The prospect that the British people could vote against membership in the EU complicates matters further. Were that to happen, the hard won concessions about decision-making over financial market regulations within the European Banking Authority would be at risk and the logic of making rules within the European banking union would be more compelling. Such rules would pay scant regard to the competitive position of UK-based banks and the cost of their adjustment to a new regulatory framework. The argument here is not that Europeans would use the rules to put British banks at a disadvantage; rather it is that they would be indifferent to British concerns because UK interests would not be represented at the table. A similar logic applies to the European Court of Justice (ECJ). The ECJ would not suddenly turn on the UK if the British were to opt out of the European Union, but it would have little reason to insist on protecting Britain’s place within the international European market. In other words, the ECJ’s recent decision to allow for euro-denominated clearing outside the euro area could be a risk.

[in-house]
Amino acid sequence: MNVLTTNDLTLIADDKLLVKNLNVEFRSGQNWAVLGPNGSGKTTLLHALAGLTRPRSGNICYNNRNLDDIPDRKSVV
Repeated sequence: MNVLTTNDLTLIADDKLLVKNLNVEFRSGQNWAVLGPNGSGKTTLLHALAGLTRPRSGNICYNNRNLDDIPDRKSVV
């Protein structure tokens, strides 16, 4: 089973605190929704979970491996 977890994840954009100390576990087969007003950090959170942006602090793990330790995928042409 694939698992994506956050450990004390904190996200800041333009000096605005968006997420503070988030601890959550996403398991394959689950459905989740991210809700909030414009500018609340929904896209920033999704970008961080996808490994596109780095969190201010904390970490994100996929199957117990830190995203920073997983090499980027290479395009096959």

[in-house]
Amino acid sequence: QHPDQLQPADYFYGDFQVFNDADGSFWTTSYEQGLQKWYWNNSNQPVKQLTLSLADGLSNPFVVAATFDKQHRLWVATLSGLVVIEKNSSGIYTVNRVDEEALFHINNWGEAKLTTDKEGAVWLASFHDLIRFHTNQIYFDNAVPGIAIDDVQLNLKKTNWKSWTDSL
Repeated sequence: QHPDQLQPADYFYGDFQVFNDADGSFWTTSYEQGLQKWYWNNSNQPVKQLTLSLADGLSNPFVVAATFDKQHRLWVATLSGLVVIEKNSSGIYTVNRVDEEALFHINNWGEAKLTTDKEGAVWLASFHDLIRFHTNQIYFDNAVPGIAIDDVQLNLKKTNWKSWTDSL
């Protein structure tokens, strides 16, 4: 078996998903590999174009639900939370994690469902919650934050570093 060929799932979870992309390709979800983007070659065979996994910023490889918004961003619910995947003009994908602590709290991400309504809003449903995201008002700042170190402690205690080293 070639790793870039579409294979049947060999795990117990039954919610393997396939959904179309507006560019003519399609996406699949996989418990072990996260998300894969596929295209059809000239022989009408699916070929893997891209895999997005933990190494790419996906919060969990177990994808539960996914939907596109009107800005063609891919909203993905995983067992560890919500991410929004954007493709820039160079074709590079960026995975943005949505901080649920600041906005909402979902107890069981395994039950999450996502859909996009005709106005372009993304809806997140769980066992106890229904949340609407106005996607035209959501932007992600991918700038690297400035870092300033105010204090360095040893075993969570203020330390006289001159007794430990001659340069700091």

None of this spells an immediate end to Britain’s financial leadership. The capital markets union is still slow to gain momentum and the banking union has yet to face a serious test. It may yet be that both European initiatives prove inadequate. And, again, the British people are very likely to vote to stay in the EU. Nevertheless, these issues will weigh on investment decisions. The capital markets union has a game-changing potential; the banking union has already altered the competitive landscape; and the prospect of British exclusion from future European decision making constitutes a significant risks. Taken together these factors are altering how finance views Britain and they are sure to have an impact on Britain’s financial competitiveness. We just don’t know how big that impact will be yet.